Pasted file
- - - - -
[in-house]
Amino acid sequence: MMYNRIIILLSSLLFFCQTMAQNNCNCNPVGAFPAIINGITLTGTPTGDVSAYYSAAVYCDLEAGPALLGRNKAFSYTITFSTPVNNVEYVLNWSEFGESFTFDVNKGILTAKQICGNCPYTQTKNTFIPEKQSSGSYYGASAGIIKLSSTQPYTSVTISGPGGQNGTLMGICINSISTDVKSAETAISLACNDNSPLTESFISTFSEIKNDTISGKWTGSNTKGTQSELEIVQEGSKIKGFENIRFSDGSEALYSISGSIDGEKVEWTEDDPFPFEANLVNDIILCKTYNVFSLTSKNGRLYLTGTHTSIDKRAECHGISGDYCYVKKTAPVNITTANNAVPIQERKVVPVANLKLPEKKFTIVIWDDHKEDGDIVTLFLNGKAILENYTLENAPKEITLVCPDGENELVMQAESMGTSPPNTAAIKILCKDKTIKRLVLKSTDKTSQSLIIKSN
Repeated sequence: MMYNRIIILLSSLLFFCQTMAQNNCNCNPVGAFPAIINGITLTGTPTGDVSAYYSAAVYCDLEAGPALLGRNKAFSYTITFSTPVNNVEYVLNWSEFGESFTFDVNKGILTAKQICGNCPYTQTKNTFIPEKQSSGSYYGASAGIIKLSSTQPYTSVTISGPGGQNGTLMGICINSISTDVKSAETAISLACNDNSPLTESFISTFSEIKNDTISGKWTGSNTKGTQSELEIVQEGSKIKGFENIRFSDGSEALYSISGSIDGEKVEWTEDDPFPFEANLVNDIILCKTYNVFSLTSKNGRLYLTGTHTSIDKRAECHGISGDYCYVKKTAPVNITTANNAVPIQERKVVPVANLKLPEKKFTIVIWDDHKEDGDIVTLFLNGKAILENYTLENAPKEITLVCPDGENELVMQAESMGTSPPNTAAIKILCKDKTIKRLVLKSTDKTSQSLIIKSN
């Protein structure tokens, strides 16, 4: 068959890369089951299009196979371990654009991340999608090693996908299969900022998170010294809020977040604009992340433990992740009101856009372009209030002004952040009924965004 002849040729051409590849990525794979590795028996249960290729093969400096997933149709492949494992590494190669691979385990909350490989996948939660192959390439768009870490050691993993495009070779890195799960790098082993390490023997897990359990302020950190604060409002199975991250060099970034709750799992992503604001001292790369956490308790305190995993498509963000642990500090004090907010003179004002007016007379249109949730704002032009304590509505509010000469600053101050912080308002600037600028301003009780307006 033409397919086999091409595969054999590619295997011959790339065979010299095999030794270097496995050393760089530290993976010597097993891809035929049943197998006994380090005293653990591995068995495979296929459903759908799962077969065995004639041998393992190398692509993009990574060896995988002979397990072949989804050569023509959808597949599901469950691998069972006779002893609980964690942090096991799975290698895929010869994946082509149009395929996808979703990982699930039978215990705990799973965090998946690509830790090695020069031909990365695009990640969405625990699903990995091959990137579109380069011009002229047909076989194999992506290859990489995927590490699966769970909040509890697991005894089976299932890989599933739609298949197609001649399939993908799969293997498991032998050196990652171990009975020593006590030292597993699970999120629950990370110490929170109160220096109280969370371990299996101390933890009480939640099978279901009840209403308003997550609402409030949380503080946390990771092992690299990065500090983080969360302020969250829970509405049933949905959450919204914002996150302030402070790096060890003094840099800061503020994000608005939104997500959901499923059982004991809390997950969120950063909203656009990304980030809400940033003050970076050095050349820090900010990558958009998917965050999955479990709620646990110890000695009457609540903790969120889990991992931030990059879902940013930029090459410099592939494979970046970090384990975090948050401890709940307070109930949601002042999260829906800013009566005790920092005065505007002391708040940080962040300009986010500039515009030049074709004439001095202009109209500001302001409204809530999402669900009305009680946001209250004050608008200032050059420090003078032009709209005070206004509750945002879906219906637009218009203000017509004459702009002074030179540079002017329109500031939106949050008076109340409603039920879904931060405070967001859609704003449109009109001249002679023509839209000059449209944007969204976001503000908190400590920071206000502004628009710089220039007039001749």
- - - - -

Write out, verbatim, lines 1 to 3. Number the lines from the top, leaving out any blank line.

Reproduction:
[in-house]
Amino acid sequence: MMYNRIIILLSSLLFFCQTMAQNNCNCNPVGAFPAIINGITLTGTPTGDVSAYYSAAVYCDLEAGPALLGRNKAFSYTITFSTPVNNVEYVLNWSEFGESFTFDVNKGILTAKQICGNCPYTQTKNTFIPEKQSSGSYYGASAGIIKLSSTQPYTSVTISGPGGQNGTLMGICINSISTDVKSAETAISLACNDNSPLTESFISTFSEIKNDTISGKWTGSNTKGTQSELEIVQEGSKIKGFENIRFSDGSEALYSISGSIDGEKVEWTEDDPFPFEANLVNDIILCKTYNVFSLTSKNGRLYLTGTHTSIDKRAECHGISGDYCYVKKTAPVNITTANNAVPIQERKVVPVANLKLPEKKFTIVIWDDHKEDGDIVTLFLNGKAILENYTLENAPKEITLVCPDGENELVMQAESMGTSPPNTAAIKILCKDKTIKRLVLKSTDKTSQSLIIKSN
Repeated sequence: MMYNRIIILLSSLLFFCQTMAQNNCNCNPVGAFPAIINGITLTGTPTGDVSAYYSAAVYCDLEAGPALLGRNKAFSYTITFSTPVNNVEYVLNWSEFGESFTFDVNKGILTAKQICGNCPYTQTKNTFIPEKQSSGSYYGASAGIIKLSSTQPYTSVTISGPGGQNGTLMGICINSISTDVKSAETAISLACNDNSPLTESFISTFSEIKNDTISGKWTGSNTKGTQSELEIVQEGSKIKGFENIRFSDGSEALYSISGSIDGEKVEWTEDDPFPFEANLVNDIILCKTYNVFSLTSKNGRLYLTGTHTSIDKRAECHGISGDYCYVKKTAPVNITTANNAVPIQERKVVPVANLKLPEKKFTIVIWDDHKEDGDIVTLFLNGKAILENYTLENAPKEITLVCPDGENELVMQAESMGTSPPNTAAIKILCKDKTIKRLVLKSTDKTSQSLIIKSN